Our review uncovered a huge range of ecological impacts of fences. They can act on very small processes, like changing how spiders build their webs or influencing where birds build their nests. There are famous examples of their effects on bigger animals, especially movement - migratory animals like wildebeest are particularly susceptible to the effects of fences. But fences can also work at very large scales. Rapidly expanding networks of fences are putting Africa's Mara ecosystem on the precipice of collapse, and Australia's dingo fences, arguably the longest man-made constructions in the world, have created chain reactions that have altered ecology at a continental scale. Putting all this together, one of the striking findings of our review is that fences have measurable effects at every ecological scale.

However, it is important to mention another broad pattern our review brought to light. Our study shows that fences are rarely, if ever, unequivocally good or bad. Instead, they reorganize species and ecosystems by creating "winners" and "losers." Who wins and loses varies a lot by context, but there are still some trends. Generalist species that can adapt quickly to disturbance tend to be winners, while more specialized species and ecosystems tend to be losers. This pattern tends to favor invasive species, for example, and amplify pressure on sensitive species that are already coping with many other risks. 

Another key point is that for every winner, fences tend to produce multiple losers. With a high enough density of fences, this can create ecological "no man's lands" where only a narrow range of traits can survive and thrive, and there is evidence that over time this can cause ecological meltdown.

In some cases, aren't fences helpful?

One of the goals of our paper is to change the way people talk about fencing. It's natural to want to parse the good fences from the bad, but the winners and losers framework tells us why it's not that simple: Even "good" fences will reorganize ecosystems by creating winners and losers.

Of course, there are contexts where fences might produce more winners than losers, or might serve a critical ecological or economic purpose. We aren't suggesting that all fences are bad! Instead, we hope that more caution and care will go into decisions about fencing. While an individual fence might be helpful for a particular goal, it might have costs when considered as part of a bigger landscape of fences. We hope this perspective can change the calculus about whether a fence is helpful and worth building or maintaining.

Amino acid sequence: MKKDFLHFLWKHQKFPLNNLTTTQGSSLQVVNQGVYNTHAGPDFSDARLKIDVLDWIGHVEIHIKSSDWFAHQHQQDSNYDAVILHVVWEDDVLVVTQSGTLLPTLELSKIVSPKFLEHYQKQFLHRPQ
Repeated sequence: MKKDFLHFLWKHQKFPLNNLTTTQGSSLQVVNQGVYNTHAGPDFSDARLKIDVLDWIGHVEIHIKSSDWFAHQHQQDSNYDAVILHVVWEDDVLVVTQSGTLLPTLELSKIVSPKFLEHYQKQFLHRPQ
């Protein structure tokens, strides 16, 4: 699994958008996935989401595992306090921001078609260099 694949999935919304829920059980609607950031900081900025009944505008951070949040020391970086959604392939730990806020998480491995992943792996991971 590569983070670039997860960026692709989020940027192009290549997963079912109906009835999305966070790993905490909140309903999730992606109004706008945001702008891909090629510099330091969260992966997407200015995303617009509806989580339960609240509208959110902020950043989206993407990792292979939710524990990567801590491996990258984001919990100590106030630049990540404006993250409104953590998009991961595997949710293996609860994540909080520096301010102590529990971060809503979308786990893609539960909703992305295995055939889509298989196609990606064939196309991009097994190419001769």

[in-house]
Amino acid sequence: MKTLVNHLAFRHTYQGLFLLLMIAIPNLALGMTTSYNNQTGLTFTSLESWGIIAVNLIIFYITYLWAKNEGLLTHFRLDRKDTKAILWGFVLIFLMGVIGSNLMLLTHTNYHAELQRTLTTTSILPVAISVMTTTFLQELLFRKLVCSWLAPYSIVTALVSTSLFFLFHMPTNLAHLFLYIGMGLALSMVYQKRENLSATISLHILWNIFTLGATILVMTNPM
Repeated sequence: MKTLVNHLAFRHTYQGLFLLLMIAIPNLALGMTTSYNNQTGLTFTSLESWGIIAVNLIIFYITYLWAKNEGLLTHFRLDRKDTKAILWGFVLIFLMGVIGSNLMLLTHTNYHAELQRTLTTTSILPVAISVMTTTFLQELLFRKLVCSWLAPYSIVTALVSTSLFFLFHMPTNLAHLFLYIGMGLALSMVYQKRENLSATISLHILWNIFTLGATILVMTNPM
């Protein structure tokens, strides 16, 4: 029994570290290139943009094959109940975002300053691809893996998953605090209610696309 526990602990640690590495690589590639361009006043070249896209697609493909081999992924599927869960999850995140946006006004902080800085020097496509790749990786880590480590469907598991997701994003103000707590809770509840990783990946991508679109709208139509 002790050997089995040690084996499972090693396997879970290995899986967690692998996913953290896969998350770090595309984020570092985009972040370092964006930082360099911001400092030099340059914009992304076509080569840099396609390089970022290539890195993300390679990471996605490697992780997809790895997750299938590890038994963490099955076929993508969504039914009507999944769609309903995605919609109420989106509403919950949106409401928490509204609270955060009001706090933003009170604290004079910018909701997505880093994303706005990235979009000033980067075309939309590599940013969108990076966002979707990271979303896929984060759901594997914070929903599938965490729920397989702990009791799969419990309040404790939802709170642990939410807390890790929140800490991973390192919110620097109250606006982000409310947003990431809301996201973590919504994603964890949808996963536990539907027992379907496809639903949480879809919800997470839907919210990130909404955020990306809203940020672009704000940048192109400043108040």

Did your research lead you to any good solutions to fencing?

Our research shows that any decision about fencing has to happen in context. This means considering not just the local ecological questions, but also how fences are entangled with society, economics, and politics. That said, our research does point to a few policy considerations that we hope can gain traction quickly. 

First, subtle changes to fence designs can provide big benefits. In places like Wyoming, agencies have been testing "wildlife-friendly" fences that reduce impacts on wildlife without affecting how well fences do their jobs. 

Second, fences are often built for short-term purposes and then abandoned. Removing derelict fences could produce a lot of ecological benefits without disrupting local economies. However, even when fences are removed, there is evidence that their "ghosts" haunt the landscape, continuing to influence animal movements and ecological patterns.

Because of this, our final recommendation is to think bigger before building a fence. The effects of fences are likely to be long-lasting, and their impacts part of a bigger landscape of ecological deterioration. We suggest managers look for alternatives to fencing that might be equally effective and consider the bigger ecological picture when making decisions about when and where to build.

[Related: Plant a Wildlife Hedge Instead of Building a Fence]